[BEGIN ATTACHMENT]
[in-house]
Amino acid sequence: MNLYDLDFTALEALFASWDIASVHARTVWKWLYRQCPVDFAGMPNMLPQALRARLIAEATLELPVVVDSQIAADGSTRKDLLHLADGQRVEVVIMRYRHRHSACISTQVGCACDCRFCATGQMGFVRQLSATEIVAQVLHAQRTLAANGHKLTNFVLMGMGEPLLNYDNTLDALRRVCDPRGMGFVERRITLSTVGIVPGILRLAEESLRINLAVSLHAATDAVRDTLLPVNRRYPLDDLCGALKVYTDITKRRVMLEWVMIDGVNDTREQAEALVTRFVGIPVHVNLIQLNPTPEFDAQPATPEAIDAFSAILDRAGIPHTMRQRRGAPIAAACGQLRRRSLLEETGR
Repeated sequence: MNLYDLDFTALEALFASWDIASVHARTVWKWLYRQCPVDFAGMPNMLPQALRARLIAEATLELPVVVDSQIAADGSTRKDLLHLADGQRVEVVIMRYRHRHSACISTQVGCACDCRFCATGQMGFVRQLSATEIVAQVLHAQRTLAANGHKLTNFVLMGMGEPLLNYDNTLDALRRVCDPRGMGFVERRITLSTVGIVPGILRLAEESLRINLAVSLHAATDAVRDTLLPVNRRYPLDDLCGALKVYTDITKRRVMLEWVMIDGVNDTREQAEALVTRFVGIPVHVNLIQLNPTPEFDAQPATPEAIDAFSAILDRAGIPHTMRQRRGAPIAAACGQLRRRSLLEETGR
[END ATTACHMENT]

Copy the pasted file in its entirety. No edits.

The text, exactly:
[in-house]
Amino acid sequence: MNLYDLDFTALEALFASWDIASVHARTVWKWLYRQCPVDFAGMPNMLPQALRARLIAEATLELPVVVDSQIAADGSTRKDLLHLADGQRVEVVIMRYRHRHSACISTQVGCACDCRFCATGQMGFVRQLSATEIVAQVLHAQRTLAANGHKLTNFVLMGMGEPLLNYDNTLDALRRVCDPRGMGFVERRITLSTVGIVPGILRLAEESLRINLAVSLHAATDAVRDTLLPVNRRYPLDDLCGALKVYTDITKRRVMLEWVMIDGVNDTREQAEALVTRFVGIPVHVNLIQLNPTPEFDAQPATPEAIDAFSAILDRAGIPHTMRQRRGAPIAAACGQLRRRSLLEETGR
Repeated sequence: MNLYDLDFTALEALFASWDIASVHARTVWKWLYRQCPVDFAGMPNMLPQALRARLIAEATLELPVVVDSQIAADGSTRKDLLHLADGQRVEVVIMRYRHRHSACISTQVGCACDCRFCATGQMGFVRQLSATEIVAQVLHAQRTLAANGHKLTNFVLMGMGEPLLNYDNTLDALRRVCDPRGMGFVERRITLSTVGIVPGILRLAEESLRINLAVSLHAATDAVRDTLLPVNRRYPLDDLCGALKVYTDITKRRVMLEWVMIDGVNDTREQAEALVTRFVGIPVHVNLIQLNPTPEFDAQPATPEAIDAFSAILDRAGIPHTMRQRRGAPIAAACGQLRRRSLLEETGR